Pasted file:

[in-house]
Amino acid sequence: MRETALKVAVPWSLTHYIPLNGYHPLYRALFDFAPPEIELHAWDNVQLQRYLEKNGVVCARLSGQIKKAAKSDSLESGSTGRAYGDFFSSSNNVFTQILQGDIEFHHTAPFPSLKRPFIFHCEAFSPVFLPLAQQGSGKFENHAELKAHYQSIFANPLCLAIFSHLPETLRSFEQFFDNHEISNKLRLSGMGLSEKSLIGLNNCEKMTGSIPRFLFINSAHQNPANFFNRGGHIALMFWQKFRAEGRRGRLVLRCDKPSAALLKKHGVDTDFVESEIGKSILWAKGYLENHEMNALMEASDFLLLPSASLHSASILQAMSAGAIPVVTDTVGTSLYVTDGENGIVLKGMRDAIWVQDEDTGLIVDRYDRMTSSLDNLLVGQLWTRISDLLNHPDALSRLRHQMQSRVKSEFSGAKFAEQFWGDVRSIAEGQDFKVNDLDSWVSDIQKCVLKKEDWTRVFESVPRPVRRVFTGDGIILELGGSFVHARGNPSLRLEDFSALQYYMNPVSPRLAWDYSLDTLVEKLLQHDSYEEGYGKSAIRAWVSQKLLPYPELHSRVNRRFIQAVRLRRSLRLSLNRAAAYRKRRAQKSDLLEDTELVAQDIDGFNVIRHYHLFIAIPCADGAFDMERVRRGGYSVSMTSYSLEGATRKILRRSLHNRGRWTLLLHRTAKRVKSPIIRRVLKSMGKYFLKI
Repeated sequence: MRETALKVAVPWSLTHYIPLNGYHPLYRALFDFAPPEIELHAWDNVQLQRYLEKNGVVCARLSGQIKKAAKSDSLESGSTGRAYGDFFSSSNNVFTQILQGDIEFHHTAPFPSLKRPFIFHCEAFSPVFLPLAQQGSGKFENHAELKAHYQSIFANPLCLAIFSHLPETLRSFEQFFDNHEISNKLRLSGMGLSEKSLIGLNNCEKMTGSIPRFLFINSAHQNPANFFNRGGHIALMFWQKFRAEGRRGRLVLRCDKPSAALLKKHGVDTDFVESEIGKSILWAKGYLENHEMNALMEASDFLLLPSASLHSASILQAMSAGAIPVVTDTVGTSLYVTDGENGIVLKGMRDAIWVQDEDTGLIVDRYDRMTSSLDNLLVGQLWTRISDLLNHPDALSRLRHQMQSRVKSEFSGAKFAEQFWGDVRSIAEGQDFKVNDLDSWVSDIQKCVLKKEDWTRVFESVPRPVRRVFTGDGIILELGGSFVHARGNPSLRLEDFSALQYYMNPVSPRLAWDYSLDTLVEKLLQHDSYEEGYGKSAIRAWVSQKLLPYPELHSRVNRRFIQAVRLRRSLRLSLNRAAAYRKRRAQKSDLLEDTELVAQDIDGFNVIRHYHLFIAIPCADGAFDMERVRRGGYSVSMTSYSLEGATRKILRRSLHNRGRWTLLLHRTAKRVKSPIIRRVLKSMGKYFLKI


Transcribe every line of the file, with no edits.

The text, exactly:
[in-house]
Amino acid sequence: MRETALKVAVPWSLTHYIPLNGYHPLYRALFDFAPPEIELHAWDNVQLQRYLEKNGVVCARLSGQIKKAAKSDSLESGSTGRAYGDFFSSSNNVFTQILQGDIEFHHTAPFPSLKRPFIFHCEAFSPVFLPLAQQGSGKFENHAELKAHYQSIFANPLCLAIFSHLPETLRSFEQFFDNHEISNKLRLSGMGLSEKSLIGLNNCEKMTGSIPRFLFINSAHQNPANFFNRGGHIALMFWQKFRAEGRRGRLVLRCDKPSAALLKKHGVDTDFVESEIGKSILWAKGYLENHEMNALMEASDFLLLPSASLHSASILQAMSAGAIPVVTDTVGTSLYVTDGENGIVLKGMRDAIWVQDEDTGLIVDRYDRMTSSLDNLLVGQLWTRISDLLNHPDALSRLRHQMQSRVKSEFSGAKFAEQFWGDVRSIAEGQDFKVNDLDSWVSDIQKCVLKKEDWTRVFESVPRPVRRVFTGDGIILELGGSFVHARGNPSLRLEDFSALQYYMNPVSPRLAWDYSLDTLVEKLLQHDSYEEGYGKSAIRAWVSQKLLPYPELHSRVNRRFIQAVRLRRSLRLSLNRAAAYRKRRAQKSDLLEDTELVAQDIDGFNVIRHYHLFIAIPCADGAFDMERVRRGGYSVSMTSYSLEGATRKILRRSLHNRGRWTLLLHRTAKRVKSPIIRRVLKSMGKYFLKI
Repeated sequence: MRETALKVAVPWSLTHYIPLNGYHPLYRALFDFAPPEIELHAWDNVQLQRYLEKNGVVCARLSGQIKKAAKSDSLESGSTGRAYGDFFSSSNNVFTQILQGDIEFHHTAPFPSLKRPFIFHCEAFSPVFLPLAQQGSGKFENHAELKAHYQSIFANPLCLAIFSHLPETLRSFEQFFDNHEISNKLRLSGMGLSEKSLIGLNNCEKMTGSIPRFLFINSAHQNPANFFNRGGHIALMFWQKFRAEGRRGRLVLRCDKPSAALLKKHGVDTDFVESEIGKSILWAKGYLENHEMNALMEASDFLLLPSASLHSASILQAMSAGAIPVVTDTVGTSLYVTDGENGIVLKGMRDAIWVQDEDTGLIVDRYDRMTSSLDNLLVGQLWTRISDLLNHPDALSRLRHQMQSRVKSEFSGAKFAEQFWGDVRSIAEGQDFKVNDLDSWVSDIQKCVLKKEDWTRVFESVPRPVRRVFTGDGIILELGGSFVHARGNPSLRLEDFSALQYYMNPVSPRLAWDYSLDTLVEKLLQHDSYEEGYGKSAIRAWVSQKLLPYPELHSRVNRRFIQAVRLRRSLRLSLNRAAAYRKRRAQKSDLLEDTELVAQDIDGFNVIRHYHLFIAIPCADGAFDMERVRRGGYSVSMTSYSLEGATRKILRRSLHNRGRWTLLLHRTAKRVKSPIIRRVLKSMGKYFLKI